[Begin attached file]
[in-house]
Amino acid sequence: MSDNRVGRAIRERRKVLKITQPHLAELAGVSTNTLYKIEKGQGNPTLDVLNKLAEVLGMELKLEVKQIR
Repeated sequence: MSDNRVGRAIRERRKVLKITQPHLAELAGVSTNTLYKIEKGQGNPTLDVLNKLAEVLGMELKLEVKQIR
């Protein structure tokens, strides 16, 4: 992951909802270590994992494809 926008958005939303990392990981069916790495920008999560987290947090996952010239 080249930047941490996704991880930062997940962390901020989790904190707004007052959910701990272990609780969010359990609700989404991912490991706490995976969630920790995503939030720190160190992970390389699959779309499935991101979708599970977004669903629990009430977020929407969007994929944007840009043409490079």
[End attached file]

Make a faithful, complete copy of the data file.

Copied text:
[in-house]
Amino acid sequence: MSDNRVGRAIRERRKVLKITQPHLAELAGVSTNTLYKIEKGQGNPTLDVLNKLAEVLGMELKLEVKQIR
Repeated sequence: MSDNRVGRAIRERRKVLKITQPHLAELAGVSTNTLYKIEKGQGNPTLDVLNKLAEVLGMELKLEVKQIR
């Protein structure tokens, strides 16, 4: 992951909802270590994992494809 926008958005939303990392990981069916790495920008999560987290947090996952010239 080249930047941490996704991880930062997940962390901020989790904190707004007052959910701990272990609780969010359990609700989404991912490991706490995976969630920790995503939030720190160190992970390389699959779309499935991101979708599970977004669903629990009430977020929407969007994929944007840009043409490079």